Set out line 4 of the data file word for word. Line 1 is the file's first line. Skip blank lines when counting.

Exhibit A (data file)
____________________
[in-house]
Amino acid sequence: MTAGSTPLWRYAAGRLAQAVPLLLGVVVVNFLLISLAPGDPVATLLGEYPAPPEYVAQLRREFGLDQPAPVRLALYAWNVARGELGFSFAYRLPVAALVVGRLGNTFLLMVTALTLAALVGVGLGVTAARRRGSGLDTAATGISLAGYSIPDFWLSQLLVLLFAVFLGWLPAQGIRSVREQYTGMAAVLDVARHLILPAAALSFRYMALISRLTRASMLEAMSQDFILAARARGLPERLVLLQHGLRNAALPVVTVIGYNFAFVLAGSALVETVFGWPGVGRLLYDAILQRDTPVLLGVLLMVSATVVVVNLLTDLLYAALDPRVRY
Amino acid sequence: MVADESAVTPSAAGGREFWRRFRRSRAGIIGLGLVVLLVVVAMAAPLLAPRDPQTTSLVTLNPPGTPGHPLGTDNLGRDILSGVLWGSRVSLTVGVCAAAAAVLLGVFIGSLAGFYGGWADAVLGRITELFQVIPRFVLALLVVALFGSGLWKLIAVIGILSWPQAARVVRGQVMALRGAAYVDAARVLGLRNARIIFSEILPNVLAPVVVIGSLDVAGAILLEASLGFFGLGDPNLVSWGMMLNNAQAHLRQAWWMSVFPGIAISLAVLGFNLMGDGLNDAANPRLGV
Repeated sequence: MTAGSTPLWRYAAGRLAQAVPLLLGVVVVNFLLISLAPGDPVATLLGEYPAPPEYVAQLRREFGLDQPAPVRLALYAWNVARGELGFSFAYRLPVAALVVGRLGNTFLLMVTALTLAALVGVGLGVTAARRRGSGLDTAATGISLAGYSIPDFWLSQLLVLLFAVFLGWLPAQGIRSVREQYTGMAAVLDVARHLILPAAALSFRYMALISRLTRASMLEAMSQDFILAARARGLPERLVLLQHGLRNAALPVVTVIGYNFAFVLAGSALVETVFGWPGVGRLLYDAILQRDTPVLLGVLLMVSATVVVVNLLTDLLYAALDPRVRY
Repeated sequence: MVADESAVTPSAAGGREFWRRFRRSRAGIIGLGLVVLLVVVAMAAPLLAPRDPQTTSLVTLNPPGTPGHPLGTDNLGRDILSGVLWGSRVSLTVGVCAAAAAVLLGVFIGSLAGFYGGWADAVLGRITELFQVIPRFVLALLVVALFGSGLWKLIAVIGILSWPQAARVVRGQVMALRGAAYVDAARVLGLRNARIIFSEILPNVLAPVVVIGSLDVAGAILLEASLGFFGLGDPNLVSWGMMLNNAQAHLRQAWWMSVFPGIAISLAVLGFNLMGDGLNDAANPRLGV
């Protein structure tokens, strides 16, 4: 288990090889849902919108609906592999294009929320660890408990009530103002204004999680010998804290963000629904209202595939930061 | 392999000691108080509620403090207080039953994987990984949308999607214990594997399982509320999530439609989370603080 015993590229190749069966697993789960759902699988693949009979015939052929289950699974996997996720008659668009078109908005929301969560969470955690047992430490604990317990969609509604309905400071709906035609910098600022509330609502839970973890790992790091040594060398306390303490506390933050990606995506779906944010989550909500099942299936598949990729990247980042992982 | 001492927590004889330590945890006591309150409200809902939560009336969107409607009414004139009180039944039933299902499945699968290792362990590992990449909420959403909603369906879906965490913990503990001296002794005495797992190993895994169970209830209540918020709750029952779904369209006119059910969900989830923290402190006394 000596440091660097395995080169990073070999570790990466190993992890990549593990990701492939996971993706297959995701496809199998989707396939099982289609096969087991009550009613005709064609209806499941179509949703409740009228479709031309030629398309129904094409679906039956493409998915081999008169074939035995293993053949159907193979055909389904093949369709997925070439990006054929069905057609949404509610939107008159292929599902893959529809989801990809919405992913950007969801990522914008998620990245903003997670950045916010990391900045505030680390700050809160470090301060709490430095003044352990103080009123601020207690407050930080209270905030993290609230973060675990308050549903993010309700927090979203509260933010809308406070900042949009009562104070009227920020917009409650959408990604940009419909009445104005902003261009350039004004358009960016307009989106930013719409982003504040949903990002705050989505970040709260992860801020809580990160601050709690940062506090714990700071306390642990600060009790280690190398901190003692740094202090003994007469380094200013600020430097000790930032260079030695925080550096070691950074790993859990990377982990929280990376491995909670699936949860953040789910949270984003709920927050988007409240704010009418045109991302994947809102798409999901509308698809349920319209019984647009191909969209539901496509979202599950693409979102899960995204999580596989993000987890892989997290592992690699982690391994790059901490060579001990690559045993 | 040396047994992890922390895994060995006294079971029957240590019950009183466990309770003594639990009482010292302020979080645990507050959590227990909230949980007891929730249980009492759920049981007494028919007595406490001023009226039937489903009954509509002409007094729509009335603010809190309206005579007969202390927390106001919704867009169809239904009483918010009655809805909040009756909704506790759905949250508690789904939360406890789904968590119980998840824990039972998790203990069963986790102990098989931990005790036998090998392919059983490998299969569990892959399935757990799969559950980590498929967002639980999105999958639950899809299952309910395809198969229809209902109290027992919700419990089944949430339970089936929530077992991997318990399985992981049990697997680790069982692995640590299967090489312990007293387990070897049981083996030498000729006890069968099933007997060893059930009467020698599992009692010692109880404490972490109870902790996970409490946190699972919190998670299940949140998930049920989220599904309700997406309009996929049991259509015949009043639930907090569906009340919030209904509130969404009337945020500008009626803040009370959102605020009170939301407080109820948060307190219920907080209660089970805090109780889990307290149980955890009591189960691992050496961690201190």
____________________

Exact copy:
Repeated sequence: MTAGSTPLWRYAAGRLAQAVPLLLGVVVVNFLLISLAPGDPVATLLGEYPAPPEYVAQLRREFGLDQPAPVRLALYAWNVARGELGFSFAYRLPVAALVVGRLGNTFLLMVTALTLAALVGVGLGVTAARRRGSGLDTAATGISLAGYSIPDFWLSQLLVLLFAVFLGWLPAQGIRSVREQYTGMAAVLDVARHLILPAAALSFRYMALISRLTRASMLEAMSQDFILAARARGLPERLVLLQHGLRNAALPVVTVIGYNFAFVLAGSALVETVFGWPGVGRLLYDAILQRDTPVLLGVLLMVSATVVVVNLLTDLLYAALDPRVRY